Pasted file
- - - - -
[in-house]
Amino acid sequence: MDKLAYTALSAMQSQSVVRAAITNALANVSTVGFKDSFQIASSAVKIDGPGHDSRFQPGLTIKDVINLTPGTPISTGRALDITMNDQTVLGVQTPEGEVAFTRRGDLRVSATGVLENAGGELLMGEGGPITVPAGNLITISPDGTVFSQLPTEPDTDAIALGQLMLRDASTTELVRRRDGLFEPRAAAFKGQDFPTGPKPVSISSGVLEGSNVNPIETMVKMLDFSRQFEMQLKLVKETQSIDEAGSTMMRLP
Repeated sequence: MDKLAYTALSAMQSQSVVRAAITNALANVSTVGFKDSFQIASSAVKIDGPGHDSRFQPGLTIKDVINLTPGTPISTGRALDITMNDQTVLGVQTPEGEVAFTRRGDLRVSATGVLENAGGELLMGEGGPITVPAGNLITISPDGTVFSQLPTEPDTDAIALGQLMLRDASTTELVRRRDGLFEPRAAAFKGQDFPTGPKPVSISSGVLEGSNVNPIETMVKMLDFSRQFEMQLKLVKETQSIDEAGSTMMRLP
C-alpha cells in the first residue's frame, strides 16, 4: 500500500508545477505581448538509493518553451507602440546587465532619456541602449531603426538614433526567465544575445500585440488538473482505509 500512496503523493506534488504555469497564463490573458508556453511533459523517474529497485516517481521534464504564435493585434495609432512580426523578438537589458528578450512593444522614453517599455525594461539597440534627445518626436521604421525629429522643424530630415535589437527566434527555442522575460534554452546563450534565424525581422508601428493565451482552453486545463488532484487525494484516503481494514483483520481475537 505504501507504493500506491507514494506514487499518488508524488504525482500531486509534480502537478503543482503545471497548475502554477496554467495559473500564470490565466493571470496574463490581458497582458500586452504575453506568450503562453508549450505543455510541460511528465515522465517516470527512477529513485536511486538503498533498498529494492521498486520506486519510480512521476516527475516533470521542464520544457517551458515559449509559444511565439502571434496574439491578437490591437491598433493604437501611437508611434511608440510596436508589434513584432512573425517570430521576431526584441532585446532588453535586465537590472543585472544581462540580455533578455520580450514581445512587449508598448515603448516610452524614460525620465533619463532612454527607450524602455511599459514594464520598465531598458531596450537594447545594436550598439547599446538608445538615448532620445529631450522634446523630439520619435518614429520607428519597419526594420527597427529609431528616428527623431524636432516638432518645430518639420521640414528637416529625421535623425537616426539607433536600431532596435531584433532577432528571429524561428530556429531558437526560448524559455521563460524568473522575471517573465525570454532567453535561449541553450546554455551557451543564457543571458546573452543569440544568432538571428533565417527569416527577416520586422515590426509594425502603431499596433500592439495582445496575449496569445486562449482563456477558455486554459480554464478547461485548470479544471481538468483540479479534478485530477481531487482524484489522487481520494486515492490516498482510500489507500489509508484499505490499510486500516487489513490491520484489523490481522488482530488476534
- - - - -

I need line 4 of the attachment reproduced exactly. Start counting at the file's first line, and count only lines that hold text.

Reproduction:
C-alpha cells in the first residue's frame, strides 16, 4: 500500500508545477505581448538509493518553451507602440546587465532619456541602449531603426538614433526567465544575445500585440488538473482505509 500512496503523493506534488504555469497564463490573458508556453511533459523517474529497485516517481521534464504564435493585434495609432512580426523578438537589458528578450512593444522614453517599455525594461539597440534627445518626436521604421525629429522643424530630415535589437527566434527555442522575460534554452546563450534565424525581422508601428493565451482552453486545463488532484487525494484516503481494514483483520481475537 505504501507504493500506491507514494506514487499518488508524488504525482500531486509534480502537478503543482503545471497548475502554477496554467495559473500564470490565466493571470496574463490581458497582458500586452504575453506568450503562453508549450505543455510541460511528465515522465517516470527512477529513485536511486538503498533498498529494492521498486520506486519510480512521476516527475516533470521542464520544457517551458515559449509559444511565439502571434496574439491578437490591437491598433493604437501611437508611434511608440510596436508589434513584432512573425517570430521576431526584441532585446532588453535586465537590472543585472544581462540580455533578455520580450514581445512587449508598448515603448516610452524614460525620465533619463532612454527607450524602455511599459514594464520598465531598458531596450537594447545594436550598439547599446538608445538615448532620445529631450522634446523630439520619435518614429520607428519597419526594420527597427529609431528616428527623431524636432516638432518645430518639420521640414528637416529625421535623425537616426539607433536600431532596435531584433532577432528571429524561428530556429531558437526560448524559455521563460524568473522575471517573465525570454532567453535561449541553450546554455551557451543564457543571458546573452543569440544568432538571428533565417527569416527577416520586422515590426509594425502603431499596433500592439495582445496575449496569445486562449482563456477558455486554459480554464478547461485548470479544471481538468483540479479534478485530477481531487482524484489522487481520494486515492490516498482510500489507500489509508484499505490499510486500516487489513490491520484489523490481522488482530488476534